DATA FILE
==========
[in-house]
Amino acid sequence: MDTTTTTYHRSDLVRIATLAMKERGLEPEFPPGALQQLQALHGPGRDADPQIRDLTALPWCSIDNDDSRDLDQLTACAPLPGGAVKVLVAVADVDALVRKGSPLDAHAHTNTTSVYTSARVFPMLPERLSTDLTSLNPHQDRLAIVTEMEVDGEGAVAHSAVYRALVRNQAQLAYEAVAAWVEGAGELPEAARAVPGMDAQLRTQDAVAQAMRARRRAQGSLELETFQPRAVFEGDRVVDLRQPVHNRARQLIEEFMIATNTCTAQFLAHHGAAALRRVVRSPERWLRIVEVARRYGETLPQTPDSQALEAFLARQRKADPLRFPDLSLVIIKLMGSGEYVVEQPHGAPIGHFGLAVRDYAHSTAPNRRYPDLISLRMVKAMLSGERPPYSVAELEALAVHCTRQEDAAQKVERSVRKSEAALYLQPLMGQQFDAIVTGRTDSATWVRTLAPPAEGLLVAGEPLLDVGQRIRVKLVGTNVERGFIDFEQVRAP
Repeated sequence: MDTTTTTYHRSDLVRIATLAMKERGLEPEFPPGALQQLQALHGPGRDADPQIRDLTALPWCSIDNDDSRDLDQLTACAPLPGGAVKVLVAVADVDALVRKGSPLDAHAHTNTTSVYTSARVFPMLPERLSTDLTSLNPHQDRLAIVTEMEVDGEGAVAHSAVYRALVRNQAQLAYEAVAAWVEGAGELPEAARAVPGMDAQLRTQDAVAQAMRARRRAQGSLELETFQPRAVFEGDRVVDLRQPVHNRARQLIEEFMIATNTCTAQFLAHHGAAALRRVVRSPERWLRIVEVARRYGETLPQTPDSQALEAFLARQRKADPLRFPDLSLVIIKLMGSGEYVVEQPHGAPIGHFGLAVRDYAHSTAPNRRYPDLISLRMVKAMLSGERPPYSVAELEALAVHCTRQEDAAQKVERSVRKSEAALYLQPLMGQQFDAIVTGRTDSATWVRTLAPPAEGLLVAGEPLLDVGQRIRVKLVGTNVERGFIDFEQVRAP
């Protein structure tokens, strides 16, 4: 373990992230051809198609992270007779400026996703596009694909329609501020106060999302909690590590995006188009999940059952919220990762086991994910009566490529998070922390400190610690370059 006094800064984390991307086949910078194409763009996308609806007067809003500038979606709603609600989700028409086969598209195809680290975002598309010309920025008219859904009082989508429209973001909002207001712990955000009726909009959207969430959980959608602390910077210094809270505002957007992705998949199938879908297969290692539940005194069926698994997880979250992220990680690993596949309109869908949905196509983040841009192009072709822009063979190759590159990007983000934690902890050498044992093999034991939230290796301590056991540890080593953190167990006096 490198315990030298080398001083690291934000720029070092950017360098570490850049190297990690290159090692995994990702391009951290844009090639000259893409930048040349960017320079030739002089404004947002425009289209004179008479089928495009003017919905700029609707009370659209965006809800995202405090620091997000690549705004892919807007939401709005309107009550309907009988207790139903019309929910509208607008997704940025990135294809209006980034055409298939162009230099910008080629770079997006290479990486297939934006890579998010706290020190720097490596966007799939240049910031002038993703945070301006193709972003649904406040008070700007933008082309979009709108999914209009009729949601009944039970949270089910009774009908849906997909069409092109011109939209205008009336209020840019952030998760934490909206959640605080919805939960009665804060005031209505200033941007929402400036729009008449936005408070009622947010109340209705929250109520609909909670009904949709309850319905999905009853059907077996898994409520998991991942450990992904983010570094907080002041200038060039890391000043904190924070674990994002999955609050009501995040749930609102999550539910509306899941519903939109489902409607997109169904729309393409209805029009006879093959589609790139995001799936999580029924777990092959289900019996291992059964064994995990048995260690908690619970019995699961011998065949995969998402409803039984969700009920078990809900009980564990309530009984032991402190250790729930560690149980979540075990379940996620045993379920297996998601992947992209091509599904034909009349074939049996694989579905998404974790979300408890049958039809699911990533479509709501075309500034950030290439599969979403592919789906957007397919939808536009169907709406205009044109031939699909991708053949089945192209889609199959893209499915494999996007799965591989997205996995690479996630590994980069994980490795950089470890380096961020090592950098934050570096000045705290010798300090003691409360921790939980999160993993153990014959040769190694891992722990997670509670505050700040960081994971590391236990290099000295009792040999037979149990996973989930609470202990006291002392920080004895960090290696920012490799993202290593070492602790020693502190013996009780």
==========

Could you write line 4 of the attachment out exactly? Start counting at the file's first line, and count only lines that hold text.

């Protein structure tokens, strides 16, 4: 373990992230051809198609992270007779400026996703596009694909329609501020106060999302909690590590995006188009999940059952919220990762086991994910009566490529998070922390400190610690370059 006094800064984390991307086949910078194409763009996308609806007067809003500038979606709603609600989700028409086969598209195809680290975002598309010309920025008219859904009082989508429209973001909002207001712990955000009726909009959207969430959980959608602390910077210094809270505002957007992705998949199938879908297969290692539940005194069926698994997880979250992220990680690993596949309109869908949905196509983040841009192009072709822009063979190759590159990007983000934690902890050498044992093999034991939230290796301590056991540890080593953190167990006096 490198315990030298080398001083690291934000720029070092950017360098570490850049190297990690290159090692995994990702391009951290844009090639000259893409930048040349960017320079030739002089404004947002425009289209004179008479089928495009003017919905700029609707009370659209965006809800995202405090620091997000690549705004892919807007939401709005309107009550309907009988207790139903019309929910509208607008997704940025990135294809209006980034055409298939162009230099910008080629770079997006290479990486297939934006890579998010706290020190720097490596966007799939240049910031002038993703945070301006193709972003649904406040008070700007933008082309979009709108999914209009009729949601009944039970949270089910009774009908849906997909069409092109011109939209205008009336209020840019952030998760934490909206959640605080919805939960009665804060005031209505200033941007929402400036729009008449936005408070009622947010109340209705929250109520609909909670009904949709309850319905999905009853059907077996898994409520998991991942450990992904983010570094907080002041200038060039890391000043904190924070674990994002999955609050009501995040749930609102999550539910509306899941519903939109489902409607997109169904729309393409209805029009006879093959589609790139995001799936999580029924777990092959289900019996291992059964064994995990048995260690908690619970019995699961011998065949995969998402409803039984969700009920078990809900009980564990309530009984032991402190250790729930560690149980979540075990379940996620045993379920297996998601992947992209091509599904034909009349074939049996694989579905998404974790979300408890049958039809699911990533479509709501075309500034950030290439599969979403592919789906957007397919939808536009169907709406205009044109031939699909991708053949089945192209889609199959893209499915494999996007799965591989997205996995690479996630590994980069994980490795950089470890380096961020090592950098934050570096000045705290010798300090003691409360921790939980999160993993153990014959040769190694891992722990997670509670505050700040960081994971590391236990290099000295009792040999037979149990996973989930609470202990006291002392920080004895960090290696920012490799993202290593070492602790020693502190013996009780």